The distinction between nouns and verbs is a language universal. Yet, functional neuroimaging studies comparing noun and verb processing have yielded inconsistent findings, ranging from a complete frontal(verb)-temporal(noun) dichotomy to a complete overlap in activation patterns. The current study addressed the debate about neural distinctions between nouns and verbs by conducting an activation likelihood estimation (ALE) meta-analysis of probabilistic cytoarchitectonic maps. Two levels of analysis were conducted: simple effects (Verbs vs. Baseline, Nouns vs. Baseline), and direct comparisons (Verbs vs. Nouns, Nouns vs. Verbs). Nouns were uniquely associated with a left medial temporal cluster (BA37). Activation foci for verbs included extensive inferior frontal (BA44-47) and mid-temporal (BA22, 21) regions in the left hemisphere. These findings confirm that the two grammatical classes have distinct neural architecture in supra-modal brain regions. Further, nouns and verbs overlapped in a small left lateral inferior temporal activation cluster (BA37), which is a region for modality-independent, grammatical class-independent lexical representations. These findings are most consistent with the view that as one acquires language, linguistic representations for a lexical category shift from the modality specific cortices which represent prototypical members of that category (e.g., motion for verbs) to abstract amodal representations in close proximity to modality specific cortices.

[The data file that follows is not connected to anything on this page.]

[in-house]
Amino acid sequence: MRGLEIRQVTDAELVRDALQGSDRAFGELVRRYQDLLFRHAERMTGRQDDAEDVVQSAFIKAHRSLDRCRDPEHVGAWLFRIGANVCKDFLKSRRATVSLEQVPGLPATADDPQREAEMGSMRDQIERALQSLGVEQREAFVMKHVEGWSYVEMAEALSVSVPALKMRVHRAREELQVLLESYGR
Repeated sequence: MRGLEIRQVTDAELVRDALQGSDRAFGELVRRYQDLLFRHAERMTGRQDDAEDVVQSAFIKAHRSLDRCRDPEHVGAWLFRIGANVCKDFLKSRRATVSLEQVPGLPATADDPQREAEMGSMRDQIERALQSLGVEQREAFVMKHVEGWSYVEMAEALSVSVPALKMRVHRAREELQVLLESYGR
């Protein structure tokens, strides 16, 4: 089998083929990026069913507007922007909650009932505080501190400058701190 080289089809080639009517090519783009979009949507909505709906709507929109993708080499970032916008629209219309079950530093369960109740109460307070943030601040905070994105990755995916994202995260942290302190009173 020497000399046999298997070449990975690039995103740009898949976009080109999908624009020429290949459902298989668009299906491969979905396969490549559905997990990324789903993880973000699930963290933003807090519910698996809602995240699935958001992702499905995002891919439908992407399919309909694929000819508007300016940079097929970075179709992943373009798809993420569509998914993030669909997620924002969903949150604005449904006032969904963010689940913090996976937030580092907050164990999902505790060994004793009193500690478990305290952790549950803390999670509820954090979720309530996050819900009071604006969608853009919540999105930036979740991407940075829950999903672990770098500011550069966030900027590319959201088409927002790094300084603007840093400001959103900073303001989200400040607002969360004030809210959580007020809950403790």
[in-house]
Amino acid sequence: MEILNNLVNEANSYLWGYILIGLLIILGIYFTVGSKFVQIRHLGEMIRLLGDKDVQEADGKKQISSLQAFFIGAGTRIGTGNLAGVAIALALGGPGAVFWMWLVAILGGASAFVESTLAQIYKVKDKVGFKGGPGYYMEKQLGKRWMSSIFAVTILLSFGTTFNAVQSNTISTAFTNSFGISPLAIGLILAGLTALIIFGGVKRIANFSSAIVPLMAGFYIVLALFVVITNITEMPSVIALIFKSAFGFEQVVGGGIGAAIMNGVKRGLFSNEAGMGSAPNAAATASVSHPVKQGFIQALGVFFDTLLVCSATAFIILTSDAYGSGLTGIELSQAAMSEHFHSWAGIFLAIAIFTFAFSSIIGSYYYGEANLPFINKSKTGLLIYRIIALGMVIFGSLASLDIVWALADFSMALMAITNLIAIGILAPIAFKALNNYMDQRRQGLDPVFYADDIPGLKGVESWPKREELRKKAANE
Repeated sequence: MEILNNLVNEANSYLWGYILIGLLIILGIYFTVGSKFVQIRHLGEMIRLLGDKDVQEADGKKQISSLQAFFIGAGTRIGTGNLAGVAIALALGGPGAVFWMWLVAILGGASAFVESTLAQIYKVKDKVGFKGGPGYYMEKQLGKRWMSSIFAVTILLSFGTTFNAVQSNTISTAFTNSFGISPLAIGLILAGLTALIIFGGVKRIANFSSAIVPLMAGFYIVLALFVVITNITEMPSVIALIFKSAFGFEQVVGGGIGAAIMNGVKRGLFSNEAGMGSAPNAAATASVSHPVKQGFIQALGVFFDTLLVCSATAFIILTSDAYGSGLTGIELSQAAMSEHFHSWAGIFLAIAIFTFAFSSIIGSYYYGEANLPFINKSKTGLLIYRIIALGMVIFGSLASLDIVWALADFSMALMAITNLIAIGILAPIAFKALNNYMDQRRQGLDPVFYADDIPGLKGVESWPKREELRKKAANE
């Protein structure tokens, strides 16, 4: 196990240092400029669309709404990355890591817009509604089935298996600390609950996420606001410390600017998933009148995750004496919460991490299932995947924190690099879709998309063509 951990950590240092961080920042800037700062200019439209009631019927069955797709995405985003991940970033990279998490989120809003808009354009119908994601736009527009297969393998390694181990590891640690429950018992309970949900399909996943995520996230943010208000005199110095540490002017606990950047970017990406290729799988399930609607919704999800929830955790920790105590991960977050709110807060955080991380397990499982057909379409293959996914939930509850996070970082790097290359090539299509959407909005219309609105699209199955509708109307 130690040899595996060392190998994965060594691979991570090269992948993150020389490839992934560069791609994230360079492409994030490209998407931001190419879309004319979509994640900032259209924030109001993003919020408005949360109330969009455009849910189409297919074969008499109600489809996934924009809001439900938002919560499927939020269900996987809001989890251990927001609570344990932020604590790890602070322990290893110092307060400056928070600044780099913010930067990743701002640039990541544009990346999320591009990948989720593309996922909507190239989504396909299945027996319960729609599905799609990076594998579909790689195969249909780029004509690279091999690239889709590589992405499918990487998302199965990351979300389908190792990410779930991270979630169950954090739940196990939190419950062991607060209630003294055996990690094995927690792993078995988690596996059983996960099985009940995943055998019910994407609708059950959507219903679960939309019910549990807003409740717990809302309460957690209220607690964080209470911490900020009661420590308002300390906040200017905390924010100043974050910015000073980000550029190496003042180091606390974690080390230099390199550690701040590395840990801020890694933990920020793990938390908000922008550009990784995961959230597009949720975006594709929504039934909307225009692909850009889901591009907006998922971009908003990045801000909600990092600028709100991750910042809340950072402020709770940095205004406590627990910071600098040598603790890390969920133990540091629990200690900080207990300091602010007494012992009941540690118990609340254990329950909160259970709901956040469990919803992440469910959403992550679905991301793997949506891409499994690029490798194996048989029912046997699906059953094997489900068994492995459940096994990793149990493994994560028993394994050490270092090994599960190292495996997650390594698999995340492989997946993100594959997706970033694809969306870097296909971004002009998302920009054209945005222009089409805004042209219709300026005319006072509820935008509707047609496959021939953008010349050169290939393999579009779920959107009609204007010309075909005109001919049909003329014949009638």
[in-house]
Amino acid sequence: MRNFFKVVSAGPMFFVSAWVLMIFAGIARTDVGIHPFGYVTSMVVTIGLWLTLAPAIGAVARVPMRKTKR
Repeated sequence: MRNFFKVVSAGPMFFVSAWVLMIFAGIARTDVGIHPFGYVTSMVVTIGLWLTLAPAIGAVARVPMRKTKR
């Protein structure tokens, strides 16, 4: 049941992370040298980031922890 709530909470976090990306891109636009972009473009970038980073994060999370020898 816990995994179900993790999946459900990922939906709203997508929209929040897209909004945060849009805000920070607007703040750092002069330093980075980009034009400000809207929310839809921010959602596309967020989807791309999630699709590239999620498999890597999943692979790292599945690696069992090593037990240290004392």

Keywords: Broca's area; fusiform gyrus; middle temporal; nouns; semantics; verbs.
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